This incidentally is in regard to my specific bugbear regarding how we are at the mercy of out vendors development tools - specifically I'm talking about the PLD development tools here. 

How things work
Ok, lets start.  First off ... crash course in how these things operate.  This is a very general overview, so if someone wants to jump up and down saying "This isn't how product 'x' works ..." ... yeah, it probably isn't.  This is a very *quick* generalisation. 

Typically your VHDL/Verilog/CUBEL/PALASM/etc ... compiler takes your source files and then parses those.  It then takes that syntax and turns it into a net list. 

Think of this as the preprocessor and compiler stage of a 'C' compiler.  It hasn't produced a final compiled bitstream file yet. 

It then takes that and then feeds that into an minimiser which does things like reduce product terms and so forth doing tricks like using Karnaugh maps, etc to actually get down to the minimum amount of logic actually required to implement your design. 

The results of this are then fed into a vendor specific fitter. 

The job of this fitter is to give the optimiser some insight into the best (and optimal) way of implementing the logic reduced map.  For example, if the logic decrees that you are in effect using an adder and the hardware actually has a hardware adder, it will substitute the logical implementation with the hardware implementation.  Think of it as fiddling with the compiler flags with GCC.  Does you target device have a FPU?  Yes - great, use that instead of a software only FP library. 

The end result of the output from the fitter typically then goes *back* into the optimiser before it then gets handed off to the vendor provided synthesiser to create your final vendor specific bitstream file.  This is the logical equivalent of taking the ASM files that the C compiler generates, and then pushing that to an assembler and linker to produce your final executable. 

This is how your Verilog/VHDL source files starts as a ASCII text file and then winds up as a vendor specific bitstream file.  Whether that device is a Vertix FPGA from Xilinx, or a MACH 4000 CPLD from Lattice. 

Licensing and Legalities
With me so far?  Good ... 

Now here is where we get the 'kinks'. 

Vendors like Lattice, etc will typically *NOT* write (and maintain) their own VERILOG and VHDL font-end compilers.  Why bother?  That's expensive and you can just go to another vendor (for example ... say from Mentor Graphics (nee Siemens)). 

So what they do is they license those bits that they can and then they write the bits that they need to. 

Typically the VHDL/VERILOG parts are license (like the timing analysis tools, etc), while the fitters and the final synthesisers are created by themselves. 

... and this is where we really have a problem. 

Take ispLever (from Lattice) or WARP (from Cypress).  Typically what they do is they license a VHDL, and VERILOG compiler from the likes of Mentor Graphics (I'm not saying they do, I'm just using them as an example).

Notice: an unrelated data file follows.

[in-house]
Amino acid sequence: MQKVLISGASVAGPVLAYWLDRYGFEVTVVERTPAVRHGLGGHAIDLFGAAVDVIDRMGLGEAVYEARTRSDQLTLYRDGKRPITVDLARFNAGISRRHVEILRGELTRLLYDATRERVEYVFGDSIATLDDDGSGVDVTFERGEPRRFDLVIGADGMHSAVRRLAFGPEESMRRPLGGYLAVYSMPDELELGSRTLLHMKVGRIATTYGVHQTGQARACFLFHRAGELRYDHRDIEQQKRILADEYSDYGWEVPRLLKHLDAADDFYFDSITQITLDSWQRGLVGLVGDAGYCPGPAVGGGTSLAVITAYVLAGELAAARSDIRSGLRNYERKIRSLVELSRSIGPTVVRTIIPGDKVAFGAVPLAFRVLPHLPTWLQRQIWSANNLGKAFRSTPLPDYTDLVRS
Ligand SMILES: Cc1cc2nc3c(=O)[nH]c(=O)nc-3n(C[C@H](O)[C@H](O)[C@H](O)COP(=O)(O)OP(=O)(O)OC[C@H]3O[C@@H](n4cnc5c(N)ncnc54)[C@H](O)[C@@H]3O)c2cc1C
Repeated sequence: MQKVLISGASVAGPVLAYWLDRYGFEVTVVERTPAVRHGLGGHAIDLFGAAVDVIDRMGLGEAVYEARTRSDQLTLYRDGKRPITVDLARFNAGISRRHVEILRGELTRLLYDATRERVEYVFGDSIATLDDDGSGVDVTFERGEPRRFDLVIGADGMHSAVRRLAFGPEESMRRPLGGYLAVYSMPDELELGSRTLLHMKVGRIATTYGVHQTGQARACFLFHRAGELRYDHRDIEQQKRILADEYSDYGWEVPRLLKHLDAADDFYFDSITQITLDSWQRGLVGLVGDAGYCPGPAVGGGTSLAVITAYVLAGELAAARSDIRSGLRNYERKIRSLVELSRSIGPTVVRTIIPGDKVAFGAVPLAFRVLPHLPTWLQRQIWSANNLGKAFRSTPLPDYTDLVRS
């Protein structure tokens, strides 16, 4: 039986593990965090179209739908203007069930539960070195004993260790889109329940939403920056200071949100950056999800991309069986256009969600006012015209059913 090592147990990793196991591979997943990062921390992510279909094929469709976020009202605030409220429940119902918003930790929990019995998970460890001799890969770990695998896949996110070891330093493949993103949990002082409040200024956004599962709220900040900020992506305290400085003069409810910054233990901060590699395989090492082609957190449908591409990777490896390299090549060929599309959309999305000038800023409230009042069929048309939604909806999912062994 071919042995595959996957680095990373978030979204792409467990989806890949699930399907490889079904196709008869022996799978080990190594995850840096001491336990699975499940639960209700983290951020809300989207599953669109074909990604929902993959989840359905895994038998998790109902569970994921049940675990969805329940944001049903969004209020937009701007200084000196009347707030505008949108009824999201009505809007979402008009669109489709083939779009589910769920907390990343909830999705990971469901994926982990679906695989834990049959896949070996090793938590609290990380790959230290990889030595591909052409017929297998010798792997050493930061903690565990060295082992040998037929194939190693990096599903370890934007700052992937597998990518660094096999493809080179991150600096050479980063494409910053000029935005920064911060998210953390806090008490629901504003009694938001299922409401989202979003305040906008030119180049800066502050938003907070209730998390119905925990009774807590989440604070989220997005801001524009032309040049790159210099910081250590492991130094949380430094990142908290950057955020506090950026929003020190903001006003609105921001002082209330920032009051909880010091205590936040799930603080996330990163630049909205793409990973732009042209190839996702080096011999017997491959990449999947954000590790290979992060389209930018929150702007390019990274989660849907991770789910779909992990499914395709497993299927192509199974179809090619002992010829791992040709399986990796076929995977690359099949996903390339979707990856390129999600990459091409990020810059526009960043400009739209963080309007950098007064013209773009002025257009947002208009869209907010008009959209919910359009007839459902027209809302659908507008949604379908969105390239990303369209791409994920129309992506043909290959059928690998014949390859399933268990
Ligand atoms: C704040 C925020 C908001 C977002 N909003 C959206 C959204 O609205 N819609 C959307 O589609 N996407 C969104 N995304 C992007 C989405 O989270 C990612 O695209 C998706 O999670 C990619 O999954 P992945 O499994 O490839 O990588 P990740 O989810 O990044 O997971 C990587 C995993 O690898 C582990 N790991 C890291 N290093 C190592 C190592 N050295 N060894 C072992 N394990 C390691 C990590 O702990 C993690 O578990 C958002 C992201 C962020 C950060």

While they license the software, they almost certainly are *NOT* going to tell us what the licensing arrangement is.  Do they license the VHDL/VERILOG compiler from Mentor for 10 years or do they buy it outright?  Who knows ... (actually ... they *will* know, but they certainly aren't going to tell us that). 

My guess is (and this is just a suspicion .. I have *ZERO* evidence to support this theory) is that the vendors of these devices license the master software for say 15 years (rather than perpetual) and then after that they then need to pay the likes of Mentor, etc for the continued use.  Thinking about it, this would make sense but it does highlight the problem with this whole system. 

This means that it may NOT be Lattice who is doing this to ream the end user – it may be due to their original license agreement.  Either way though, the end result is the same. 

As the end customer, you are 100% completely at the mercy of not only your vendor, but also the primary vendor of the various licensed bits of software. 

In the case of ispLever, it's Lattice.  In the case of WARP, it was Cypress.  *IF* they have licensed components of their software from say Mentor and Mentor says "you can't use it any more, stop distributing it, and stop generating license keys" ... guess what ... you are 100% screwed. 

... and this is the fundamental problem with the whole part of the PLD industry. 

There is an old saying that is really appropriate here. 

"Those who fail to study history are forever doomed to repeat it"

Aside from myself, who else remembers the UNIX wars of yesterday and the cost off development systems.  Yes ... you had to *PAY* often *stupid* amounts of money in the early days of UNIX for access to a compiler because the AT&T MBA's and lawyers decided that this was a really good revenue stream. 

We have the same case here. 

This *NEEDS* to change. 

For large vendors (the Apples, Samsungs, etc) for the world, they will typically have their own separate agreements but for the small fry such as myself and probably are large percentage of the people reading this, we are the ones who are at the greatest risk. 

These days the cost of development systems is fast being driven to zero, and that is the way that it should be. 

GCC, CLANG and others have fast driven the costs of development software towards zero (there is still niche markets for things like profilers and memory leak detectors as well as code analysis tools and that is fine), but for general “stuff”, you typically don't need to shell out massive amounts of money for a development tool unless you are on a very specific platforms. 
This however is NOT the case in this industry and that is a very real problem, and as I said before ... this is something that NEEDS to change. 

I'm not happy with the status quo of having my work at the mercy of ANY vendor.  This is regardless of whether it is a schematic and layout or our custom logic in a PLD device.